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ABF Poultry Production Best Practice Series: Water Quality

Left Side of a Chicken's Head with Infographic | Amlan International

In poultry production, water is considered the most important nutrient by far, yet water quality is often overlooked. Broilers typically consume at least 1.5 pounds more water than they eat in feed, so it’s important to have water that is low in microbial contamination with acceptable mineral levels. Monitoring water quality is particularly important in antibiotic-free (ABF) production systems to keep birds as healthy and profitable as possible. Here, we take a closer look at what our industry experts consider water quality best practices for ABF poultry producers, as part of our series on strategies for producing antibiotic-free poultry.

Testing Water Quality

Samples should be collected regularly to assess water quality, as the status can often change. Our industry experts recommend testing water at least annually to determine if is safe for birds to drink and if there are any issues that need correcting. Water quality should be assessed regardless of the source (i.e., municipal, well, pond), as even city water could have issues that can affect bird performance. Both the microbial contamination (e.g., E. coli) and mineral content (e.g., iron and sodium) of the water sample should be tested.

Microbial Contamination

Water can be a vector for bacteria and other pathogens, leading to significant health issues and production losses. A poultry house water line provides ideal growing conditions for pathogens as the water is often nutrient rich and in a warm environment. The risk of microbial contamination can also increase if flood water enters ponds or wells. Wild geese and ducks could also be a source of pathogens, if the water supply is from surface water (a pond).

Microbial contamination can lead to the formation of biofilm (slime) on the surface. Biofilm is an aggregate of microorganisms connected by an extracellular matrix that is attached to a surface (e.g., pipes and storage containers). As well as a health issue, biofilm can also block nipples and reduce water flow.

Mineral Composition

Excessive mineral content, particularly sodium and iron, can be an issue with some water sources. Too much sodium can cause flushing in the birds and iron can form deposits and clog the water lines. Hardness of the water (calcium and magnesium concentration) can also cause scale to build up in the lines and cause issues such as leaking nipples. Water leaking onto the litter can create further problems such as increased ammonia production.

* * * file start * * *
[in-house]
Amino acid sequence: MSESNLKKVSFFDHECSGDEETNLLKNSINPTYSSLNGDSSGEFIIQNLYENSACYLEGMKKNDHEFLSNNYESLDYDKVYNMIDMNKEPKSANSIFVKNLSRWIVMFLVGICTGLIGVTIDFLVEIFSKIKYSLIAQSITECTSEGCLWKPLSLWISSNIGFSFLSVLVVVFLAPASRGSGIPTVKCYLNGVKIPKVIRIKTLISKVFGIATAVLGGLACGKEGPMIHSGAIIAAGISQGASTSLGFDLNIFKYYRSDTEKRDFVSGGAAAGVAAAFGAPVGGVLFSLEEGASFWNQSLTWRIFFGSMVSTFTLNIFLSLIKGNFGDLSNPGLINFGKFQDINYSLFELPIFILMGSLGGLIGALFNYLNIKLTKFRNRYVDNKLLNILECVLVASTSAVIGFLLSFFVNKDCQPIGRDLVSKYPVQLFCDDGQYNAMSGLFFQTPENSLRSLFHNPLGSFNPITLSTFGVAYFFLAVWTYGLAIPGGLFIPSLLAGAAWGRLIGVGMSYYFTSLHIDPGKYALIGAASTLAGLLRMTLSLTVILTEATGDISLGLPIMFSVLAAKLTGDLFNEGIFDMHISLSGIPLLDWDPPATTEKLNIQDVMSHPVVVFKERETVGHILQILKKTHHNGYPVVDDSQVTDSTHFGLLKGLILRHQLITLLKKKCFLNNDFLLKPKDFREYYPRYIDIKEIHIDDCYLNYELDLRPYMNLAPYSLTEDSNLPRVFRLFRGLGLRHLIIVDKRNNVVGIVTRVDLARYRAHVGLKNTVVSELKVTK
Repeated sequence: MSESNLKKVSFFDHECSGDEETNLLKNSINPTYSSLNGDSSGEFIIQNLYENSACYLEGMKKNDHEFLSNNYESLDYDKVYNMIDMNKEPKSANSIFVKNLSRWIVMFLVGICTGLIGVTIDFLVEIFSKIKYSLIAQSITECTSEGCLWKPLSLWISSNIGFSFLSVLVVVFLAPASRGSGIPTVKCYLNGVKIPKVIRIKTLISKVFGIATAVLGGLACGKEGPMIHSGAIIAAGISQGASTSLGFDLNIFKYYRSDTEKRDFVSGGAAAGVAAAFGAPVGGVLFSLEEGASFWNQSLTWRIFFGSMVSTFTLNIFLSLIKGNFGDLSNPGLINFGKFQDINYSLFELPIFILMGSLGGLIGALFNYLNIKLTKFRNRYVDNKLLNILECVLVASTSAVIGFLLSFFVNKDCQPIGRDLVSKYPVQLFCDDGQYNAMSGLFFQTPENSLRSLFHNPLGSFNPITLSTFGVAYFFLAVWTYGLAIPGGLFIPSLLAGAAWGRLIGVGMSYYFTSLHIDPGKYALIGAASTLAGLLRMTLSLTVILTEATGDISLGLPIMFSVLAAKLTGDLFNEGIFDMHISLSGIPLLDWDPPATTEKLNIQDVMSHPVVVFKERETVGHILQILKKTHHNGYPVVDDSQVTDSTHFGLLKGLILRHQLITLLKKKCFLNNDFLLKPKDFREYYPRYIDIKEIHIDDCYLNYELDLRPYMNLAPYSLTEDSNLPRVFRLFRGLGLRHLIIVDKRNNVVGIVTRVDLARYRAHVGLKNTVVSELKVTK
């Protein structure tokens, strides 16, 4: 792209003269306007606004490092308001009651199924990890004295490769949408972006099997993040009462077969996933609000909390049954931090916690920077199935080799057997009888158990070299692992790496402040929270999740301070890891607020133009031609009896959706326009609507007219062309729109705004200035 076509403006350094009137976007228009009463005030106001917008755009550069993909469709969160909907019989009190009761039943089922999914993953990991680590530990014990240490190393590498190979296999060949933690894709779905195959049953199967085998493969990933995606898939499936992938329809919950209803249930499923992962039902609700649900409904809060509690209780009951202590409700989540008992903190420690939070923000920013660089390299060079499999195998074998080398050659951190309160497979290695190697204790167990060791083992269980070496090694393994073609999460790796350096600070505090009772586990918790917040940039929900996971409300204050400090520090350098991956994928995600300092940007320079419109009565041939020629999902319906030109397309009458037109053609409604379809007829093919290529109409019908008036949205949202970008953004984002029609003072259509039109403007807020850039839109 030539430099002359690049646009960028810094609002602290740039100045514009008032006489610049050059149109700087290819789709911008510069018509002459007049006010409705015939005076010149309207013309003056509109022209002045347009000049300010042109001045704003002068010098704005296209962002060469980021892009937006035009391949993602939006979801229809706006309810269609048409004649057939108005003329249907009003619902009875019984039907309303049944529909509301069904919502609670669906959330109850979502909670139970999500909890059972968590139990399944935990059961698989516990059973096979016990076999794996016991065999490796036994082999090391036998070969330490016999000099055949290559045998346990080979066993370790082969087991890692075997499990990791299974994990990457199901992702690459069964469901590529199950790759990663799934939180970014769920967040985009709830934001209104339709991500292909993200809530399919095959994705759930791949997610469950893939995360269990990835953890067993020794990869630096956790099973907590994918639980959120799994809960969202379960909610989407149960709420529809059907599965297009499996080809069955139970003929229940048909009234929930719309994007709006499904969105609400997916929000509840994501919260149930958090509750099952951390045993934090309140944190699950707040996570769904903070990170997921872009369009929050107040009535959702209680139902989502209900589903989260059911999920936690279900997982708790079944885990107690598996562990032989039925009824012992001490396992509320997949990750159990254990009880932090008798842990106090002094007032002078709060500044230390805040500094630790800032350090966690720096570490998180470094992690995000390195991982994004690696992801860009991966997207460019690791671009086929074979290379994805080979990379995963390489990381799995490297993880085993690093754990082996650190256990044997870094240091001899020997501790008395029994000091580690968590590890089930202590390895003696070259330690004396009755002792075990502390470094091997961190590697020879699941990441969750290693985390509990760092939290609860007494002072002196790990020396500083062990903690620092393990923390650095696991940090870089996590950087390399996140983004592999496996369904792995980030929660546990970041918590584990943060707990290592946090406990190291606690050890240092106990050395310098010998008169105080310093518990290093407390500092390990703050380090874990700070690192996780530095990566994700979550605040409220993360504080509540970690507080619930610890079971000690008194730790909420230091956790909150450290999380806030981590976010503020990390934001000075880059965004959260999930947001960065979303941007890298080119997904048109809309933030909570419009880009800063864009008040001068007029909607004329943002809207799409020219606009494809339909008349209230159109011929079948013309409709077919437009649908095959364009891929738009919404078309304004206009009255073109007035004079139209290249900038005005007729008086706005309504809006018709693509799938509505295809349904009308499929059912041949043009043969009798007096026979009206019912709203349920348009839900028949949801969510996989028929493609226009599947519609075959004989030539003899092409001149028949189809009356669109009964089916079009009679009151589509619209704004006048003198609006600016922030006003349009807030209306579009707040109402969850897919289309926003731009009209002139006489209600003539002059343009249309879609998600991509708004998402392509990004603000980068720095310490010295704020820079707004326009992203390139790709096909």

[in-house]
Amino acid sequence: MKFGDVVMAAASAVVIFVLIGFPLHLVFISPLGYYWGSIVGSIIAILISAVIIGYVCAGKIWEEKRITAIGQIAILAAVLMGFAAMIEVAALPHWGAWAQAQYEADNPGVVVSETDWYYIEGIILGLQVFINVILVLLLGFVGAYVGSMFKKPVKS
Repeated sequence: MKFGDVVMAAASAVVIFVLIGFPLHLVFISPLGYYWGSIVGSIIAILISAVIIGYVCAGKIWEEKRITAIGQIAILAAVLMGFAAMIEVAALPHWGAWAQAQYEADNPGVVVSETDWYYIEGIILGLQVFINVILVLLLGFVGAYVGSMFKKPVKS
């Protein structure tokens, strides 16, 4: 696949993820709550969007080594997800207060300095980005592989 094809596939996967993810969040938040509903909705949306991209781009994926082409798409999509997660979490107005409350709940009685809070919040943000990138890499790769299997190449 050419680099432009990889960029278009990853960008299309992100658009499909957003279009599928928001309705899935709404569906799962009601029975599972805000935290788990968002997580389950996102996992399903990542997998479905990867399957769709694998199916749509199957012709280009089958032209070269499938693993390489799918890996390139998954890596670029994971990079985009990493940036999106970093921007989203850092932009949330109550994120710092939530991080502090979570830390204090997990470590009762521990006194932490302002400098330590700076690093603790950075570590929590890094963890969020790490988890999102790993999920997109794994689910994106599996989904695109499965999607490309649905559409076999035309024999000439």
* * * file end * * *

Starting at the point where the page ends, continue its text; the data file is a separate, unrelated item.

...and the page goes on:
If minerals levels are high, nutritionists may be able to formulate for mineral imbalances. However, this is usually more expensive than treating the water, particularly for large production companies where producing a specialty diet for a single location is not economically feasible. Sand filters could be used to remove some of the iron, however reverse osmosis or a larger filtration system may be needed for removing other minerals.

Cleaning Water Lines

Water lines should be flushed regularly, particularly after using water-based supplements. The lines should also be thoroughly cleaned between flocks to remove biofilm and scale buildup. Typically, hydrogen peroxide or chlorine-based products are used. The selected products should be appropriate for the application and the manufacturer’s directions followed to ensure adequate cleaning and to prevent damage to the water lines. After cleaning, the lines should be flushed well. Water storage tanks should also be cleaned regularly to prevent mold and other pathogens growing in them.

Water Consumption

Water consumption should be monitored carefully as the amount of water consumed directly affects weight gain and feed conversion. If water intake decreases, feed intake also decreases, and productivity declines.  A decrease in water consumption may indicate an issue with water quality.

Other Water Usage

Availability of good quality water is also important for non-drinking purposes, such as cool cells used for evaporative cooling. The water lines supplying the cooling cells need to be clear and flow fully to allow the cells to work correctly. Evaporative cooling is addressed further in our next post on best practices for ventilation in ABF poultry houses.

Protect Birds From Pathogens and Biotoxins

To defend against waterborne pathogens, birds need a healthy intestinal environment that can mount an effective immune response and prevent pathogens and their biotoxins entering the circulatory system, causing disease. As well as health issues, pathogens can also cause morphological changes to the intestinal lining, decreasing the surface area available for nutrient absorption. Fortunately, natural alternatives to AGP are available to support a competent immune system, maintain intestinal integrity and promote performance.

Using high-quality water in poultry production systems is essential to keep equipment running smoothly and maintain bird health and performance. Amlan is dedicated to developing next-generation technology to help poultry producers keep birds healthy and maintain productivity for life. Download a helpful, printable guide that summarizes the above best practices here and keep checking our Education Center for other posts on our ABF production best practices series.

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